One example of what the group described as a personal attack on a black executive has to do with a post by Council Member Don Zimmerman to the Facebook page of Dale Flatt, a Zimmerman supporter. Flatt has organized a May 13 protest of the city’s Code department headed by Carl Smart, who is African American. But the protest, at City Hall, also targeted Smart, Cooper’s boss.
Cooper provided a screen grab capturing Zimmerman’s response to Flatt’s Facebook post: “Friday the 13th, perfect! In case some code compliance inspectors come hoping to write citations, who’s bringing the hockey masks?”
Cooper said flyers for the protests have been prepared that say, “GET SMART FIRE CARL” referring to Smart.
Zimmerman’s post, referring to the Friday the 13th movie character Jason Voorhees, a psycho killer, was seen by some black employees as whipping up anger and by others as a veiled threat against a department headed by an African American.
“I have not seen the Council Member treat any other top city executive that way,” Cooper said.
Recently, the Code department has come under fire for failing to hire staffers with the required certifications, complete investigations in a timely fashion or prioritize the response to violations that pose a danger to the public, the city auditor concluded in a draft report.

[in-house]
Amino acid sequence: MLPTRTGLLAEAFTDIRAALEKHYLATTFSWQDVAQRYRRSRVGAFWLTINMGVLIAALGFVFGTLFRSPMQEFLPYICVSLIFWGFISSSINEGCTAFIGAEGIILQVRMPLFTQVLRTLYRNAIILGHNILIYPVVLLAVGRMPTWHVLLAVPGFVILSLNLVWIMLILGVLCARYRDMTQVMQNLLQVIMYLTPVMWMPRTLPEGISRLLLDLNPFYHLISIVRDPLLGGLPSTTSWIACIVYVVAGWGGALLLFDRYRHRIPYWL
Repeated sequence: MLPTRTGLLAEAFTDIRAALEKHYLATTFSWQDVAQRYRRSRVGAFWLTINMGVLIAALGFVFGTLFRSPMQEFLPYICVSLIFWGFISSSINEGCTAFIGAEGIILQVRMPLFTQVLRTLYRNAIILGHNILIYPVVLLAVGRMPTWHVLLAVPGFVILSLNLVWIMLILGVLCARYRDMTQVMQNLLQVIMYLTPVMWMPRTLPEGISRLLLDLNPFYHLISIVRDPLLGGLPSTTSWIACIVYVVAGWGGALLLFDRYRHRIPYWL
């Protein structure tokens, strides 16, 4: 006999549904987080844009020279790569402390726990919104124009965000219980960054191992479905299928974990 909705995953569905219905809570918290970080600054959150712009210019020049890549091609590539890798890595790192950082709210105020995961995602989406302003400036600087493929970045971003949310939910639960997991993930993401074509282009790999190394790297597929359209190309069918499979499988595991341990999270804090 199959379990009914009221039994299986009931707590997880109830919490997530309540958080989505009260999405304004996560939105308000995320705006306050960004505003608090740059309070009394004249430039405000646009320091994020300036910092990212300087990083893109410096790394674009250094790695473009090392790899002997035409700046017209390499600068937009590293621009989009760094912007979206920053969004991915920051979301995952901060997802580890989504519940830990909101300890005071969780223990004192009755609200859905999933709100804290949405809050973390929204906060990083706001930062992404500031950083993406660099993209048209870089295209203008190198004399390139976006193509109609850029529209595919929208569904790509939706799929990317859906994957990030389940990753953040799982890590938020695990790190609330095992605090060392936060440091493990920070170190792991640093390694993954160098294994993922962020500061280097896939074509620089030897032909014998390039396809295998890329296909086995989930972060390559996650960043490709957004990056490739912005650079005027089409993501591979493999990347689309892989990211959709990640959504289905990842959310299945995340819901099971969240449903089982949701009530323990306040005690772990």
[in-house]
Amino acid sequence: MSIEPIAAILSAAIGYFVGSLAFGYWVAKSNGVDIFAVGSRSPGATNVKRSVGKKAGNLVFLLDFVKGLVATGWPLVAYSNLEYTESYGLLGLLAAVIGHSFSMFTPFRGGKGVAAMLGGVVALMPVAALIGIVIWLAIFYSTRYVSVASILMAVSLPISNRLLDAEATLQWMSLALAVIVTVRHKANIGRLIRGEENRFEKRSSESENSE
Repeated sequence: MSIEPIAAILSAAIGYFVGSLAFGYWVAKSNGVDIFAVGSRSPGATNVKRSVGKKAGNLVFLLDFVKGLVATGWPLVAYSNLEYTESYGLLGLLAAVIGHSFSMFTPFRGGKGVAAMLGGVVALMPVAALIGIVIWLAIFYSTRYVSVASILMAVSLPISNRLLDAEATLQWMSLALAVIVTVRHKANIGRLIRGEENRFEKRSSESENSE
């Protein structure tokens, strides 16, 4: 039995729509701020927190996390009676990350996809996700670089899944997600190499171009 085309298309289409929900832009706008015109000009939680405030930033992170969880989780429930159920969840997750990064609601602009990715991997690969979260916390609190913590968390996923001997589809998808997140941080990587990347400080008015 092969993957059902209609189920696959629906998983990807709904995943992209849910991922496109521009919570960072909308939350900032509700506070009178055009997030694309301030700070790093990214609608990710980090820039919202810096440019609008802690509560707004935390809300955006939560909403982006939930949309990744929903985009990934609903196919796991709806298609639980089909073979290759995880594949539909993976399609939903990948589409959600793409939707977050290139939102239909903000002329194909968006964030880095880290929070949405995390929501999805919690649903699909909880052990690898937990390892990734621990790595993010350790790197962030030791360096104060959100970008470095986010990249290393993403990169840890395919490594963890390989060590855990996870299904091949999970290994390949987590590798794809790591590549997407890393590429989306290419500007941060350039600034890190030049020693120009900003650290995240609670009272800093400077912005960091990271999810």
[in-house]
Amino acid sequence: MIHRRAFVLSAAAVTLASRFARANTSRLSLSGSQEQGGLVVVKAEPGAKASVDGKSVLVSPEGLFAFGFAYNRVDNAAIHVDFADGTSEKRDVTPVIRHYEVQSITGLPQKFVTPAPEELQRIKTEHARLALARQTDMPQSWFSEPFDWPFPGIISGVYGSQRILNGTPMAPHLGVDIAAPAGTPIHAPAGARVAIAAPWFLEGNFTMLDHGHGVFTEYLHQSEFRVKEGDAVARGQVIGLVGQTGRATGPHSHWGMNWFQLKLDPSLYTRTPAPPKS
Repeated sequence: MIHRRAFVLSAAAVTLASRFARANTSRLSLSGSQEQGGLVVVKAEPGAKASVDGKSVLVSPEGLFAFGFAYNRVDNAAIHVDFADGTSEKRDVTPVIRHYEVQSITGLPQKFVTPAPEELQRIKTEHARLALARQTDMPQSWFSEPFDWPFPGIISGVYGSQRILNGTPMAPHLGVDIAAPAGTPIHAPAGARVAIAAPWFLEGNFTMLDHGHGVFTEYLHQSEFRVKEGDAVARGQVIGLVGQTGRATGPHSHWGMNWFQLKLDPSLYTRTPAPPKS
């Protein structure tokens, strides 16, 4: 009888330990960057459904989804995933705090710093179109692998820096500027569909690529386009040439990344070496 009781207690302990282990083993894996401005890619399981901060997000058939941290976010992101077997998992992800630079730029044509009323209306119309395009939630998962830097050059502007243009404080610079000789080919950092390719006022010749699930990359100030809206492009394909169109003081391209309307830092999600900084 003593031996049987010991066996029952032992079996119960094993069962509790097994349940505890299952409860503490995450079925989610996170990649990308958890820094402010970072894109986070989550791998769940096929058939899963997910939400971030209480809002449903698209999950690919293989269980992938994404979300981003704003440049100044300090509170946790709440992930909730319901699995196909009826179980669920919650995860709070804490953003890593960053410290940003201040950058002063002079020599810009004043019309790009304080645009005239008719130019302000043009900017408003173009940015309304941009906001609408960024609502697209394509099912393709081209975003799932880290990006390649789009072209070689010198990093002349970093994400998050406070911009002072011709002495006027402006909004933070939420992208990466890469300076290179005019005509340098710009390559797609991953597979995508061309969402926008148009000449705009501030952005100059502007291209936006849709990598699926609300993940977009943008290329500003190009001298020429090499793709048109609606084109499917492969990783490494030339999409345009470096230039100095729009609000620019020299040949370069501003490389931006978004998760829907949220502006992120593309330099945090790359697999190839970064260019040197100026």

In her role with the group, Cooper said she interviewed five African American executives who said they have been singled out and publicly upbraided by some council members in what felt like personal attacks as opposed to professional disagreements. They didn’t want their names revealed, she said, because they feared retaliation.
Along with that, the group has faced a series of internal investigations triggered by anonymous complaints, alleging that the group was conducting professional development training solely for African American city employees, among other race-based claims. The group was cleared on all complaints, she said.
Collectively, those episodes have had a chilling effect on African American employees, she said. It didn’t help matters that no city council members attended the 2016 Black History Month Program in February. Morale has been further eroded, Cooper said, by the city and council’s rapid response in dealing with issues of equal treatment, pay and training regarding women, versus a lack of response to concerns regarding black employees. She noted the City Council’s response to a stereotype-riddled training session in March that led to the forced departure of assistant City Manager Anthony Snipes.
To be fair, there might well be explanations for the aforementioned circumstances. But absent any justification — or even response from the mayor or Council, African American employees are left to fill in the blanks. That is not ideal, as it leaves people to make sense of certain actions through the lens of their own experiences, including cultural perspectives.
And by investigating the group based on anonymous complaints the city undermines a key democratic principle — the right to face one’s accuser.
Neither the mayor nor Zimmerman could be reached for comment Wednesday.
In a city as diverse as Austin, city officials should know their words, actions — and silence — have consequences. At the very least, they owe black employees an explanation.